Intersections of Media Effects Research: Developing Socially Responsible Media Production

by Danya Braunstein

e: danya.braunstein@hdr.mq.edu.au

This podcast is of a seminar presented by Danya Braunstein at Macquarie University for SSSN on 20th March 2018. Danya’s paper is followed by a question and answer session facilitated by Chanelle Tarabay and involving the audience present on the day.

DANYA BRAUNSTEIN is a Registered Psychologist (Assoc. MAPS), Researcher, and Media Consultant. In private practice, Danya provides psychological counselling, coaching, and assessments for adults and adolescents. She holds a Master’s degree in Media Psychology, and is currently undertaking a PhD in Psychology. Danya’s doctoral research explores the influence of the cultural and social environment on narrative identity.

Extensive research has demonstrated that exposure to media narratives can affect the individuals who view them by altering thoughts, attitudes, and beliefs. Over time these media effects become reinforced and strengthened, consistent with cultivation theories (Potter, 2012). Examples of this research evidence include:

  • Wishful identification with fictional characters influences individuals to become more similar to the idealised characters (Markus & Nurius, 1986; Hoffner, 2011; McAdams, 2013).
  • Representations of media characters and their behaviours are significant influences for young people, often as a consequence of negative portrayals of race, class, sexuality, and gender (Greenberg & Mastro, 2011; Hust & Brown, 2011; Scharrer, 2013).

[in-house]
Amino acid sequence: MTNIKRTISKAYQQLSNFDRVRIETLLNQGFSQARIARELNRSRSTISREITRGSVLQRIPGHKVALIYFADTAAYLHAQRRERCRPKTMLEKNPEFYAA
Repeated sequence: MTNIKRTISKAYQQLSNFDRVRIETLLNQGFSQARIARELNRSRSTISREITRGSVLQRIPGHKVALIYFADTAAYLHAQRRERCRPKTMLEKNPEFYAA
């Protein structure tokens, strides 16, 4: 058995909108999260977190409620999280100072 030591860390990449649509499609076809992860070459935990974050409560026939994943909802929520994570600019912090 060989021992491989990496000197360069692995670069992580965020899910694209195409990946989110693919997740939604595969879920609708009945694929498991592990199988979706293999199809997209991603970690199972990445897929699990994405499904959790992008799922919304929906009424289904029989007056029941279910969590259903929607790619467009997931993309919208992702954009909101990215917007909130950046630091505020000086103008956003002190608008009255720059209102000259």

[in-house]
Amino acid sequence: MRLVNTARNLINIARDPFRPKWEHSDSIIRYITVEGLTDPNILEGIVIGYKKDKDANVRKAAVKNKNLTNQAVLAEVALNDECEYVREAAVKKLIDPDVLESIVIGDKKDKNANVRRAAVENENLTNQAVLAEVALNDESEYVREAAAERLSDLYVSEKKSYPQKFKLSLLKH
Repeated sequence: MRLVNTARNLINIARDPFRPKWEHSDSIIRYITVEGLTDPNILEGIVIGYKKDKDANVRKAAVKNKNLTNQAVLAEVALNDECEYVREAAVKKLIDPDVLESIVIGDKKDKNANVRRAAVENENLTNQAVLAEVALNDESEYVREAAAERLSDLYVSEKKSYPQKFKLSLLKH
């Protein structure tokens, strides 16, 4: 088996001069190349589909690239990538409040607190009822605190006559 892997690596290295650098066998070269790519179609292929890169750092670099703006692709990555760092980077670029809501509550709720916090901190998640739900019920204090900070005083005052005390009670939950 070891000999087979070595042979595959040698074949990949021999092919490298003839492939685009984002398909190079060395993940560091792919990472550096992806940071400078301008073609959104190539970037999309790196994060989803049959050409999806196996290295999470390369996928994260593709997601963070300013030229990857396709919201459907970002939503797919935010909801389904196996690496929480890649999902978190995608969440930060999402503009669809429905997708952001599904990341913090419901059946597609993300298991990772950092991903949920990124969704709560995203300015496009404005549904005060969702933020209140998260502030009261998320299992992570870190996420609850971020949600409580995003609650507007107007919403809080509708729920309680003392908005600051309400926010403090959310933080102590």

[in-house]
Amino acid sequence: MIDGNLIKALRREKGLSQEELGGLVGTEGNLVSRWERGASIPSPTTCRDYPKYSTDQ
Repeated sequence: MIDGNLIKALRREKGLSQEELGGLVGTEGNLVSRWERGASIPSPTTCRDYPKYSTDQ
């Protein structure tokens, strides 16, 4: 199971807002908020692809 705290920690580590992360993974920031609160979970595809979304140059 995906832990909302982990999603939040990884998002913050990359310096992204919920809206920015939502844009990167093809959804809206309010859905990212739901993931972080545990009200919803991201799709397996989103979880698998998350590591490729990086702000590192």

• Individuals idiosyncratically adopt, negotiate, or reject the social norms, scripts and schemas, goals, and values communicated through media narratives (Thwaites, Davis, & Mules, 2002).
  • Individuals are entertained by and experience transportation into media narratives, which contributes to narrative persuasion (Green & Dill, 2013).
  • Media producers can embed positive social and health messages within their narratives to educate about important issues, to encourage favourable attitudes, and to change behaviours (Nabi & Moyer-Gusè, 2013).

In this presentation, I discuss how socially responsible media producers can utilise and apply this academic research in their work. Short video clips will be shown to demonstrate the concepts.

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